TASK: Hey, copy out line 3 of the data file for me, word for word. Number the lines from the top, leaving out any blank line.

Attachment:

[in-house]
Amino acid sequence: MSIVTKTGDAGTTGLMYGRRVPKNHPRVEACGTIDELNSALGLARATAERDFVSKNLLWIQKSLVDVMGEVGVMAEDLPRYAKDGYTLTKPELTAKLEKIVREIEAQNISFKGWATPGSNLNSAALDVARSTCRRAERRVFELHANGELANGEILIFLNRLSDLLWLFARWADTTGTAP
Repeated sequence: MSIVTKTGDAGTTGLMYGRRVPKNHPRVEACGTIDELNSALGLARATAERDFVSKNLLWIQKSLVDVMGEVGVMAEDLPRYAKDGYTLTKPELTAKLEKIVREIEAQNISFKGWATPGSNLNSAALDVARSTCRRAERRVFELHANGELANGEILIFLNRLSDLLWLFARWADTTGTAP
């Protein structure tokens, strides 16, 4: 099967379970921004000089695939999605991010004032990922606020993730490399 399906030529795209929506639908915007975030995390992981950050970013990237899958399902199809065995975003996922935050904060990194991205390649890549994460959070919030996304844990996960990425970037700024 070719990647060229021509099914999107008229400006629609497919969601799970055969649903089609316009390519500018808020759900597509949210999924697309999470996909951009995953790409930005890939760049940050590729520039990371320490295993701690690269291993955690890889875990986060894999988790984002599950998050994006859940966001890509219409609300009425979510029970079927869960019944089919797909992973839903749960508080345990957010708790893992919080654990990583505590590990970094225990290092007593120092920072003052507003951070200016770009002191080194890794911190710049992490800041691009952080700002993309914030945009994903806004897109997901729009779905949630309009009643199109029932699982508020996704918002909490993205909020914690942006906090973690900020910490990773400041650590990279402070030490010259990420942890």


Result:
Repeated sequence: MSIVTKTGDAGTTGLMYGRRVPKNHPRVEACGTIDELNSALGLARATAERDFVSKNLLWIQKSLVDVMGEVGVMAEDLPRYAKDGYTLTKPELTAKLEKIVREIEAQNISFKGWATPGSNLNSAALDVARSTCRRAERRVFELHANGELANGEILIFLNRLSDLLWLFARWADTTGTAP